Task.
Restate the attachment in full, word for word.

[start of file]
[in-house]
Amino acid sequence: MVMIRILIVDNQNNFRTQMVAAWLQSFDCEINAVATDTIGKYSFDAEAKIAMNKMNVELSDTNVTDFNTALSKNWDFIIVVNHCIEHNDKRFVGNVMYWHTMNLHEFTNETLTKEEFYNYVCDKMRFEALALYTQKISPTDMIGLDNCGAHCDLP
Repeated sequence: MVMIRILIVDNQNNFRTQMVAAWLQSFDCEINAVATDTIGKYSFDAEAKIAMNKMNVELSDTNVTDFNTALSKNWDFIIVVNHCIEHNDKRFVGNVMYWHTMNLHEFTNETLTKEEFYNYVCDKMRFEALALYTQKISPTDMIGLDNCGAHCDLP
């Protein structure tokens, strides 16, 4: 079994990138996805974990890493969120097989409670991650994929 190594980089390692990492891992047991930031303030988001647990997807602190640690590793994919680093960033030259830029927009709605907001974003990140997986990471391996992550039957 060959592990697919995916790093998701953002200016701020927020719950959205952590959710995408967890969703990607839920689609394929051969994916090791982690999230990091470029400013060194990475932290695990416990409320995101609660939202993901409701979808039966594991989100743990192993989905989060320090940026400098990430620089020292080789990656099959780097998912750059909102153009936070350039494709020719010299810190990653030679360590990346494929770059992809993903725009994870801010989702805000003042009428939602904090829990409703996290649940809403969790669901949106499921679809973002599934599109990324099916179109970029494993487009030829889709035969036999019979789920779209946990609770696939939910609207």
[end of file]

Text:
[in-house]
Amino acid sequence: MVMIRILIVDNQNNFRTQMVAAWLQSFDCEINAVATDTIGKYSFDAEAKIAMNKMNVELSDTNVTDFNTALSKNWDFIIVVNHCIEHNDKRFVGNVMYWHTMNLHEFTNETLTKEEFYNYVCDKMRFEALALYTQKISPTDMIGLDNCGAHCDLP
Repeated sequence: MVMIRILIVDNQNNFRTQMVAAWLQSFDCEINAVATDTIGKYSFDAEAKIAMNKMNVELSDTNVTDFNTALSKNWDFIIVVNHCIEHNDKRFVGNVMYWHTMNLHEFTNETLTKEEFYNYVCDKMRFEALALYTQKISPTDMIGLDNCGAHCDLP
């Protein structure tokens, strides 16, 4: 079994990138996805974990890493969120097989409670991650994929 190594980089390692990492891992047991930031303030988001647990997807602190640690590793994919680093960033030259830029927009709605907001974003990140997986990471391996992550039957 060959592990697919995916790093998701953002200016701020927020719950959205952590959710995408967890969703990607839920689609394929051969994916090791982690999230990091470029400013060194990475932290695990416990409320995101609660939202993901409701979808039966594991989100743990192993989905989060320090940026400098990430620089020292080789990656099959780097998912750059909102153009936070350039494709020719010299810190990653030679360590990346494929770059992809993903725009994870801010989702805000003042009428939602904090829990409703996290649940809403969790669901949106499921679809973002599934599109990324099916179109970029494993487009030829889709035969036999019979789920779209946990609770696939939910609207």